This is a level 3 and 4 statistics activity from the Figure It Out series.
A PDF of the student activity is included.
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find all possible outcomes
graph the outcomes from a simple probability experiment
compare theoretical and experimental results
This diagram shows the areas of Statistics involved in this activity.
The bottom half of the diagram represents the 5 stages of the PPDAC (Problem, Plan, Data, Analysis, Conclusion) statistics investigation cycle.
A computer spreadsheet/graphing program
FIO, Levels 3-4, Statistics Revised Edition, Dylan's Dominoes, page 24
In this activity, the experimental → theoretical progression that is typical of probability activities is reversed: the students start with a theoretical model, use it to make predictions, and then see how experimental results conform to the predictions. They will fi nd that the experimental results vary widely from group to group, providing an excellent example of variation at work.
Once the students have determined that cups are needed for each dot total from 2 to 12, they may initially assume that all the outcomes are equally likely. Question 2 is designed to challenge any such assumption and provide a rationale for a prediction.
The most convenient way of setting out all possible outcomes for the roll of two dice is in a 6 × 6 table. If your students have done the previous activity (The Unit Fraction Game), they will have encountered a similar table there. If they have not come across this kind of table before, they may need some guidance. The Answers show the completed table.
The table clearly shows, for example, that there are more ways of getting a total of 7 from the roll of two dice than there are of getting a total of 2. Even when students see this, they may fail to realise its significance, mistaking multiple instances of an outcome for repeats (for example, believing that 3 and 4 is the same outcome as 4 and 3). This error is more likely if the dice used are indistinguishable so, if possible, use dice of different colours: a red 3 and a yellow 4 is likely to be recognised as different from a red 4 and a yellow 3.
It will be helpful to graph the information from the table as a bar graph. This will show the pyramid-shaped data distribution that the mathematics would lead us to expect:
For question 3, a dot plot or bar graph are both suitable, but if a number of different groups are doing the activity, creating a sizeable pool of data, the students are likely to find that the best option is to enter the data in a spreadsheet and then create a bar graph. They can then compare the shape of this graph with that of the theoretical model above.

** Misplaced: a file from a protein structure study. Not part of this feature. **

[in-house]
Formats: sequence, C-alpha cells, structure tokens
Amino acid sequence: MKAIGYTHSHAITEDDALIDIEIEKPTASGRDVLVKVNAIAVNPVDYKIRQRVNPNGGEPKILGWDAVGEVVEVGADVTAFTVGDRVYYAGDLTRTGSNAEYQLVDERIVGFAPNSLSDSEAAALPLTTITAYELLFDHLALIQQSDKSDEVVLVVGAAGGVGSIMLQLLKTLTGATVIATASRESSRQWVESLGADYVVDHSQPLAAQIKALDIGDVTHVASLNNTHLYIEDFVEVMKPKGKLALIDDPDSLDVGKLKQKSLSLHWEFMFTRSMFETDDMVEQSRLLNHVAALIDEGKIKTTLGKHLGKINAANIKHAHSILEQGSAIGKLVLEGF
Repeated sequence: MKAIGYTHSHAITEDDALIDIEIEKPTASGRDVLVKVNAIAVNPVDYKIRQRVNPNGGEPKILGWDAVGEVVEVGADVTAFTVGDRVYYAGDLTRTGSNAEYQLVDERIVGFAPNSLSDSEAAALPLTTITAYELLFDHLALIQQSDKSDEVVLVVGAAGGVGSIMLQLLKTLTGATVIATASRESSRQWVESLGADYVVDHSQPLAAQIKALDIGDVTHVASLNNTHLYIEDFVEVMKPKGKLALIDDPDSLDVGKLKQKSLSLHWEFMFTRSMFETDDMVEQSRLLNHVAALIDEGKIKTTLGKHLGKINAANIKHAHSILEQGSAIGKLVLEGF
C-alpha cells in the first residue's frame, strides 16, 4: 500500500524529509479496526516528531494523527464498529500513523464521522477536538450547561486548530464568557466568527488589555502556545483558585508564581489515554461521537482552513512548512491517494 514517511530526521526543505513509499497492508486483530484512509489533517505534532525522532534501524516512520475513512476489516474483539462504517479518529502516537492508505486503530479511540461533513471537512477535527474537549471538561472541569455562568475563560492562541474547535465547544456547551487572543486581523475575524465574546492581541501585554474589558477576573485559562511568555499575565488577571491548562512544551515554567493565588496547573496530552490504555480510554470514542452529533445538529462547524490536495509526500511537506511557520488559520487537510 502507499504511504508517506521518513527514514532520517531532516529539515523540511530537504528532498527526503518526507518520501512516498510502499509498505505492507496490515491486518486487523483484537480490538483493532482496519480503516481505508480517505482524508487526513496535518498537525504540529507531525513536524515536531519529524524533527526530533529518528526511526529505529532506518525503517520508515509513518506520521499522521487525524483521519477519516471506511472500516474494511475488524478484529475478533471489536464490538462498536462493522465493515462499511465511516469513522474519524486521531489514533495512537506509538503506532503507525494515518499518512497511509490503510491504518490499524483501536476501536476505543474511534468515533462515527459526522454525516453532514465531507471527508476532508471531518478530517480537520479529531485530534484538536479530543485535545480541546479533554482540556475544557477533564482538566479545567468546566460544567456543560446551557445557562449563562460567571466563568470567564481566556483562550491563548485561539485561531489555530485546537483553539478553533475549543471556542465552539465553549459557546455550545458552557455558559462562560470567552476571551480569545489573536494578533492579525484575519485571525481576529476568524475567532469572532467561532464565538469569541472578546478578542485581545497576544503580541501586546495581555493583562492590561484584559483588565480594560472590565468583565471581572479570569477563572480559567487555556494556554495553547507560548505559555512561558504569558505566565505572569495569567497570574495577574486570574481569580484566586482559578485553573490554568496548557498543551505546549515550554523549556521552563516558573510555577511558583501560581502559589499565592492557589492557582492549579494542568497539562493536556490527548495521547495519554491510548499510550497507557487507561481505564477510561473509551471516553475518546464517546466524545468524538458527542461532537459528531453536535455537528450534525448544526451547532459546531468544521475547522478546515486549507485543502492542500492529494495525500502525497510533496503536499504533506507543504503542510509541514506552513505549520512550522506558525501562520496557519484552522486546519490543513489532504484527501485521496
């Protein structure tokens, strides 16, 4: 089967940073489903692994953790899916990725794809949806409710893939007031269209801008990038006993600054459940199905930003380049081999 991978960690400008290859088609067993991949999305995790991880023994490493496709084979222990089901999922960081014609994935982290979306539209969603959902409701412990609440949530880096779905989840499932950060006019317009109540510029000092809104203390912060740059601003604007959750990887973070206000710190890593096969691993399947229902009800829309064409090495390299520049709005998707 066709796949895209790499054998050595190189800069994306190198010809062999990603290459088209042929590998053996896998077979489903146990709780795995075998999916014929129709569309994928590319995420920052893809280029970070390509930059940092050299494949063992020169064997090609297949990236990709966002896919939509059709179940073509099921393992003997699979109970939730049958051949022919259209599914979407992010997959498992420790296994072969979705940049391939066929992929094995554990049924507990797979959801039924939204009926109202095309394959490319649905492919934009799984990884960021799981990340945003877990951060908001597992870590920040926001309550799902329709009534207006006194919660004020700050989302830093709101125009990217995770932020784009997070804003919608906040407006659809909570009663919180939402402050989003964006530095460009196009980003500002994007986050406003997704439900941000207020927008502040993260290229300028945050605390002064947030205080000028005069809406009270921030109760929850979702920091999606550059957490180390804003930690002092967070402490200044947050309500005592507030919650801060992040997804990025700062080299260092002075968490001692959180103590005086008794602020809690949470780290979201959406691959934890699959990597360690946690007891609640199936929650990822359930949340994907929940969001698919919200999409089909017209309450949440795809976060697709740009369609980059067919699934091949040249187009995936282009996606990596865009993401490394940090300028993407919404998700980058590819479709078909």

Encourage different groups to share and compare their graphs. The students are likely to find that they vary widely. It is important that they think about why this is and that their thinking contributes to a growing appreciation of what is meant by variation.
In question 4, the different groups pool their data. When graphed, the result is likely to conform more closely to the expected pyramid shape than did the graphs of the data for the individual groups. It is nevertheless entirely possible (as a result of variation) that an individual group has a better pyramid than the combined groups.
Data from a computer simulation
For your information, the following table contains 10 computer simulated sets of data for this activity, each consisting of 200 trials. Each column contains the data for one set of 200 trials. From the table, it can be seen, for example, that the two dice gave a sum of 2 eight times in the fi rst set of trials, four times in the second set, never in the third set, and 61 times in the entire set of 2000 (10 × 200) trials.
The following two bar graphs, for the first and fifth sets of 200 trials, show how different the results can be, even with a reasonably large pool of data.
This final bar graph shows the data for all 2000 trials, together with (outlined bars) the theoretical expectation for ease of comparison. It can be seen that the data now conforms very closely to the expected pyramid shape.
If wished, you could share some or all of this data with your students for their own explorations.
Answers to Activity
1. 8, 9, 10, 11, and 12 are missing.
b. 6, 7, and 8. There are 6 ways to get a total of 7 and 5 ways of getting either 6 or 8. There are fewer ways to get any of the other totals.
3.–4. Practical activity. A bar graph or a dot plot could show your results clearly. Conclusions will vary.
Dylan’s Dominoes can be used to develop these key competencies:
• participating and contributing.